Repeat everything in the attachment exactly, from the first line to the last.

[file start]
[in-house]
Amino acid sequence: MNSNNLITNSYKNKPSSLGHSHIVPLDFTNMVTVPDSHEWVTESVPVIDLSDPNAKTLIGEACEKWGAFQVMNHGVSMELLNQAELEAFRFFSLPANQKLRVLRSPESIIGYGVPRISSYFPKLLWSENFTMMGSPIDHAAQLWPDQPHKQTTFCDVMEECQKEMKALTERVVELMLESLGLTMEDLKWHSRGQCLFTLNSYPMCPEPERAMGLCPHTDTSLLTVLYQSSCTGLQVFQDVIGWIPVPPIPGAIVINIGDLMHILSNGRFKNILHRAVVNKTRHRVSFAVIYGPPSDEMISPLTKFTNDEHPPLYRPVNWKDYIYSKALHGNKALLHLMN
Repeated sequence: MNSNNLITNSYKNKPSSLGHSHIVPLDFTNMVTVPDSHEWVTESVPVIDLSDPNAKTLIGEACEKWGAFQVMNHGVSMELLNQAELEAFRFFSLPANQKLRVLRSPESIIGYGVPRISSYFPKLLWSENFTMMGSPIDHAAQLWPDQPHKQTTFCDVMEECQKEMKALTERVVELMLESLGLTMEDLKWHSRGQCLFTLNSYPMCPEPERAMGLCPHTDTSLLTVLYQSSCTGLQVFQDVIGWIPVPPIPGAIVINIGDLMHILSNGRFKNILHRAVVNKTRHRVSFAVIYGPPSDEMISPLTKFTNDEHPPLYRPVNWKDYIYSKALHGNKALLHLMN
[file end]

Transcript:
[in-house]
Amino acid sequence: MNSNNLITNSYKNKPSSLGHSHIVPLDFTNMVTVPDSHEWVTESVPVIDLSDPNAKTLIGEACEKWGAFQVMNHGVSMELLNQAELEAFRFFSLPANQKLRVLRSPESIIGYGVPRISSYFPKLLWSENFTMMGSPIDHAAQLWPDQPHKQTTFCDVMEECQKEMKALTERVVELMLESLGLTMEDLKWHSRGQCLFTLNSYPMCPEPERAMGLCPHTDTSLLTVLYQSSCTGLQVFQDVIGWIPVPPIPGAIVINIGDLMHILSNGRFKNILHRAVVNKTRHRVSFAVIYGPPSDEMISPLTKFTNDEHPPLYRPVNWKDYIYSKALHGNKALLHLMN
Repeated sequence: MNSNNLITNSYKNKPSSLGHSHIVPLDFTNMVTVPDSHEWVTESVPVIDLSDPNAKTLIGEACEKWGAFQVMNHGVSMELLNQAELEAFRFFSLPANQKLRVLRSPESIIGYGVPRISSYFPKLLWSENFTMMGSPIDHAAQLWPDQPHKQTTFCDVMEECQKEMKALTERVVELMLESLGLTMEDLKWHSRGQCLFTLNSYPMCPEPERAMGLCPHTDTSLLTVLYQSSCTGLQVFQDVIGWIPVPPIPGAIVINIGDLMHILSNGRFKNILHRAVVNKTRHRVSFAVIYGPPSDEMISPLTKFTNDEHPPLYRPVNWKDYIYSKALHGNKALLHLMN